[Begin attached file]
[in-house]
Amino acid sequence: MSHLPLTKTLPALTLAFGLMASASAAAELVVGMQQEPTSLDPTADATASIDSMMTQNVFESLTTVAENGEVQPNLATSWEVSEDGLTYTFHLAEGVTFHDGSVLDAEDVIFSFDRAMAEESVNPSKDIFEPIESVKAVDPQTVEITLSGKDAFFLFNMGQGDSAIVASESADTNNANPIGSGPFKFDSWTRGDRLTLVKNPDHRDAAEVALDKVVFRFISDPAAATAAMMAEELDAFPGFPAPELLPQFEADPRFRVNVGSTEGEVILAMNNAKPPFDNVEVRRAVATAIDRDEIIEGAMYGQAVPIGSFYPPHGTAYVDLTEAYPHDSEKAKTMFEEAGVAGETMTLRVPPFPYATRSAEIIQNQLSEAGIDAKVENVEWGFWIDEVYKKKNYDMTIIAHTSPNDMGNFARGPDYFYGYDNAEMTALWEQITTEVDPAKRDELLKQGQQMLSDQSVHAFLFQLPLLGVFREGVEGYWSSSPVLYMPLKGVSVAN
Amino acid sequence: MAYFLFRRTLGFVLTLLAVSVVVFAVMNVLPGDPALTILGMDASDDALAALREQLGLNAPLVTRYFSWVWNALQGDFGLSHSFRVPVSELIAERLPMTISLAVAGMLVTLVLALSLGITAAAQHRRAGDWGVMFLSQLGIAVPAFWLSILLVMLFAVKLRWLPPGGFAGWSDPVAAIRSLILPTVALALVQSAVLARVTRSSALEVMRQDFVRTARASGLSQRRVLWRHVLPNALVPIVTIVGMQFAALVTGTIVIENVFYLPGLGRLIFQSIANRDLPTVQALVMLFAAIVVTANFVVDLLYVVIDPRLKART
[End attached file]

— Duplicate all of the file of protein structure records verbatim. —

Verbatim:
[in-house]
Amino acid sequence: MSHLPLTKTLPALTLAFGLMASASAAAELVVGMQQEPTSLDPTADATASIDSMMTQNVFESLTTVAENGEVQPNLATSWEVSEDGLTYTFHLAEGVTFHDGSVLDAEDVIFSFDRAMAEESVNPSKDIFEPIESVKAVDPQTVEITLSGKDAFFLFNMGQGDSAIVASESADTNNANPIGSGPFKFDSWTRGDRLTLVKNPDHRDAAEVALDKVVFRFISDPAAATAAMMAEELDAFPGFPAPELLPQFEADPRFRVNVGSTEGEVILAMNNAKPPFDNVEVRRAVATAIDRDEIIEGAMYGQAVPIGSFYPPHGTAYVDLTEAYPHDSEKAKTMFEEAGVAGETMTLRVPPFPYATRSAEIIQNQLSEAGIDAKVENVEWGFWIDEVYKKKNYDMTIIAHTSPNDMGNFARGPDYFYGYDNAEMTALWEQITTEVDPAKRDELLKQGQQMLSDQSVHAFLFQLPLLGVFREGVEGYWSSSPVLYMPLKGVSVAN
Amino acid sequence: MAYFLFRRTLGFVLTLLAVSVVVFAVMNVLPGDPALTILGMDASDDALAALREQLGLNAPLVTRYFSWVWNALQGDFGLSHSFRVPVSELIAERLPMTISLAVAGMLVTLVLALSLGITAAAQHRRAGDWGVMFLSQLGIAVPAFWLSILLVMLFAVKLRWLPPGGFAGWSDPVAAIRSLILPTVALALVQSAVLARVTRSSALEVMRQDFVRTARASGLSQRRVLWRHVLPNALVPIVTIVGMQFAALVTGTIVIENVFYLPGLGRLIFQSIANRDLPTVQALVMLFAAIVVTANFVVDLLYVVIDPRLKART